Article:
1965 47 Bateman Street was reacquired for the Botanic Garden and Botany School
1966 Severe attack of honey fungus (Armillaria mellea) leads to tree and shrub clearance
1966 Re-orientation of the lawn and walks following clearance
1966 New bore-hole sunk to irrigate the western garden and new Pinetum
1968 Work on the David Mellor Lily Fountain begins
1968 Euphrasia for Flora Europaea completed and work begun on specimens
1968 The Cory Fund finances the maintenance of Buff Wood
1969 Humphrey Gilbert-Carter botanic library gifted to the Garden and School
1969 Memorial Grove planted for Humphrey Gilbert-Carter (Director 1921 – 1950)
1969 Alpine House replanted with evergreens for year-round attraction
1969 Prams allowed in allow ‘a wider range of visitors’ to enjoy the Garden
1969 Greenpeace and Friends of the Earth established
Limestone Ecological Mound The term ‘ecology’ was not new, having been coined in the 1930s by another pioneering Cambridge botanist, Sir Arthur Tansley. John Gilmour and fellow Cambridge botanists continued to research the native British flora, especially wildflowers. Young postgraduate, Donald Pigott – later Director of the Garden (1984 – 1995) – was involved in the collection of native flora for the Ecological Display. Together with another experimental botany student, David Coombe, Donald Pigott helped to collected the limestone-loving wild flowers and plants from various locations across the British Isles and Ireland for the Mound.
Donald Pigott was familiar with Chalk Down floras from his native Surrey and Westmoreland, whereas David Coombe was from the West Country and collected from the local Mendip Hills. Donald Pigott recalls: “I was invited by the Professor of Botany, [Sir Harry] Godwin to collect British plants and grow them on the Mound. We also helped design it with the staff of the Garden, even though we were only PhD students at the time.” It also illustrates that at this time, the Department of Botany at Cambridge, was closely involved in the development of these innovative plantings, helping to shape the Garden displays. Professor Richard West described the two students as having ‘phenomenal knowledge’ of native British flora.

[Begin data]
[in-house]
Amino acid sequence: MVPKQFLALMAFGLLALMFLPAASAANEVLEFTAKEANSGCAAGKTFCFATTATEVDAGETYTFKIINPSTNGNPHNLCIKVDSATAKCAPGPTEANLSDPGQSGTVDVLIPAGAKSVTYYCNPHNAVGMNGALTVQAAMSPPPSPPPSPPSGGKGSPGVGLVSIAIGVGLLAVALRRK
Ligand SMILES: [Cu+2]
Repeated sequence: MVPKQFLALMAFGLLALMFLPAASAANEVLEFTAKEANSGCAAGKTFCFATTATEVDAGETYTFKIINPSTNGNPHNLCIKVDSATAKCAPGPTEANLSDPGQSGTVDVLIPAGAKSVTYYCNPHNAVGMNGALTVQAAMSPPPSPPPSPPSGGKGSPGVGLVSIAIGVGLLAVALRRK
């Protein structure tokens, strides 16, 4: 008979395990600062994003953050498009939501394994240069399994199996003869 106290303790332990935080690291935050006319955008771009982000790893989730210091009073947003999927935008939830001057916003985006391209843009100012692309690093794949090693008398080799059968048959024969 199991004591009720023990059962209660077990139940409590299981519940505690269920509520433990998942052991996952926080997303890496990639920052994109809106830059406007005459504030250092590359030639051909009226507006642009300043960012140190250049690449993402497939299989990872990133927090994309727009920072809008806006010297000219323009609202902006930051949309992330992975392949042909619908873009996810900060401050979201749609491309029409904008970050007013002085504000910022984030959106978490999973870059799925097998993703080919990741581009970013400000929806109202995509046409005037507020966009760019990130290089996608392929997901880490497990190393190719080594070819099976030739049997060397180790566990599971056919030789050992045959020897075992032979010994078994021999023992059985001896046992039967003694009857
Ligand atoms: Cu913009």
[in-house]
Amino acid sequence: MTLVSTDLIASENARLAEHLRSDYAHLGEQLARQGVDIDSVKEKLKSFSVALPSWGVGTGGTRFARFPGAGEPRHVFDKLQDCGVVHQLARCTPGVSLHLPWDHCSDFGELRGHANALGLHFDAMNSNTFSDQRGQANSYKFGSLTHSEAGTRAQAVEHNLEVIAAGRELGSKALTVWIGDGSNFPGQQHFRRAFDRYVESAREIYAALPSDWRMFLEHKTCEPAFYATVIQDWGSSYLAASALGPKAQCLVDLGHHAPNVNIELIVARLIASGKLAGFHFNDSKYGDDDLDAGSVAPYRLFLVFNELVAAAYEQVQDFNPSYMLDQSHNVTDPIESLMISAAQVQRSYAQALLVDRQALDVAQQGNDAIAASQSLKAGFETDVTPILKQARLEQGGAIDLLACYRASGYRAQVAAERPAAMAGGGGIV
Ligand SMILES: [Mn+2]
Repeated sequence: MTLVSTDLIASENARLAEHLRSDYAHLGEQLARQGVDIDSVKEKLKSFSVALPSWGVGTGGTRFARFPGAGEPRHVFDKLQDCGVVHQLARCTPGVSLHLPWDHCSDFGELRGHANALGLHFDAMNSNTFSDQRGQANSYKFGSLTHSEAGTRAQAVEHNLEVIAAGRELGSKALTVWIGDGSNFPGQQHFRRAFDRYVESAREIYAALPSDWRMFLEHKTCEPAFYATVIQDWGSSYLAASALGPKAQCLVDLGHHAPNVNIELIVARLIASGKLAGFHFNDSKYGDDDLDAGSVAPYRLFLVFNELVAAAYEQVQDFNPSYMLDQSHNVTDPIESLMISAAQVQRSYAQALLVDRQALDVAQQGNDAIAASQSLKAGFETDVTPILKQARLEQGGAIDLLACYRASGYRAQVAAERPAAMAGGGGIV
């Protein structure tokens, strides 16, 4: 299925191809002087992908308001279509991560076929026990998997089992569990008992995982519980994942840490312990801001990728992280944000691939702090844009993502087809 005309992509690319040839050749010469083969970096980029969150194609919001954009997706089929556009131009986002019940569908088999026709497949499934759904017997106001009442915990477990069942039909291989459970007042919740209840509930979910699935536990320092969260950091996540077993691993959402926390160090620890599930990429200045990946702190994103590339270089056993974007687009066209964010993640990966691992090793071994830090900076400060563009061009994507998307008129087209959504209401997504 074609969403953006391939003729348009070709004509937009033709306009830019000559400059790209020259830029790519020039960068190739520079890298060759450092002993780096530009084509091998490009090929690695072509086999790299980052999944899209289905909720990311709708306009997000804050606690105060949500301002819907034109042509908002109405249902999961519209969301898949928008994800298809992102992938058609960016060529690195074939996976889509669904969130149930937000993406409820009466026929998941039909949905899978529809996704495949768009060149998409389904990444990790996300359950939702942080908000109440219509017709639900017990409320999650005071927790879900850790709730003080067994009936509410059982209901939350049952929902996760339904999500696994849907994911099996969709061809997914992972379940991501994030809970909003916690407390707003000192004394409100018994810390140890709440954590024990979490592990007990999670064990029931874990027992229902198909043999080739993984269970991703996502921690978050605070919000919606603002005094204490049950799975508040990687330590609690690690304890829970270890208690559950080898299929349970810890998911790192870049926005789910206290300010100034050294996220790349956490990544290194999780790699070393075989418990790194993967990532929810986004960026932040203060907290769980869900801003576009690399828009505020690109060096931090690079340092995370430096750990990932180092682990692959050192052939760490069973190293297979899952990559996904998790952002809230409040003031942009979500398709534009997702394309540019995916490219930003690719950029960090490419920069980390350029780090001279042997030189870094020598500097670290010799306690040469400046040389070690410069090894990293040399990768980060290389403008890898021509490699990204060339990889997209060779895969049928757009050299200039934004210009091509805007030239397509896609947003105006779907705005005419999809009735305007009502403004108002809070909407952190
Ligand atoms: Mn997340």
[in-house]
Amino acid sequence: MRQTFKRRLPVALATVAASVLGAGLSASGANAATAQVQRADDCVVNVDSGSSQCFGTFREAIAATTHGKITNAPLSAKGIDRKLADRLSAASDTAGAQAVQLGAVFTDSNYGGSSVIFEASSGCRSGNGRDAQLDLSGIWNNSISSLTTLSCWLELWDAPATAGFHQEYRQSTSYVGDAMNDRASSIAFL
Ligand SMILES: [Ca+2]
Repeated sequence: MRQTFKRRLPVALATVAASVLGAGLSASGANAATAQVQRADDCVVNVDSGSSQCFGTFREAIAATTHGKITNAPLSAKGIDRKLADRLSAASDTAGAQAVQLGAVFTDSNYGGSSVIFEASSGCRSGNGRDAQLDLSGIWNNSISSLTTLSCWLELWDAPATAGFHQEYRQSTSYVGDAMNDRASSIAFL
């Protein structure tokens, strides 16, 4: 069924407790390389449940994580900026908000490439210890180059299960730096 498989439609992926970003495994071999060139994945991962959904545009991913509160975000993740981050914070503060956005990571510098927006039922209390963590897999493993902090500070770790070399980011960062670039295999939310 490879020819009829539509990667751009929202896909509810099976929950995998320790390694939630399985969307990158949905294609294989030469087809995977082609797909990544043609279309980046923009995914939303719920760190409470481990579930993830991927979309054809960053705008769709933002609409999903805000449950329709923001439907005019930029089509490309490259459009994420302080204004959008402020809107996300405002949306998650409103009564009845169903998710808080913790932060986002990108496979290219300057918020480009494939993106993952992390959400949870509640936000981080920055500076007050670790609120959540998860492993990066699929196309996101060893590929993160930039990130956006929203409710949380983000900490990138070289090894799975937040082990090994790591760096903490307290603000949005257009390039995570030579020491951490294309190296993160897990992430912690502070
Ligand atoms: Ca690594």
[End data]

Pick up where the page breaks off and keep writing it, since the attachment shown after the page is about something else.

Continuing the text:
Gilbert-Carter Memorial Grove
Humphrey Gilbert-Carter, Director of the Botanic Garden (1921 – 1950), died in 1969 at the age of 84. In his memory, it was decided to plant a grove of woodland trees in the southern part of the Garden. Many of the trees are associated with specimens that Gilbert-Carter had planted in 1922. Gilbert-Carter was particularly passionate about catkin-bearing trees, such as the Cambridge Oak. Other tree species including the Cornus ‘Eddies’ White Wonder’, the Judas Tree (Cercis silquastrum) and the flowering Chinese Bitter Orange (Poncirus trifoliata). The ground beneath the trees in the grove has been under-planted with cow parsley and grasses which are cut once a year to allow for a diversity of flowering herbs, grasses and insect life to thrive.
The Scented Garden Enjoying plants’ sensory qualities is as old as time.
Yet nor the lays of birds, nor the sweet smell
Of different flowers in odour and in hue
Could make me any summer’s story tell,
Or from their proud lap pluck them where they grew…
Sonnet 98 William Shakespeare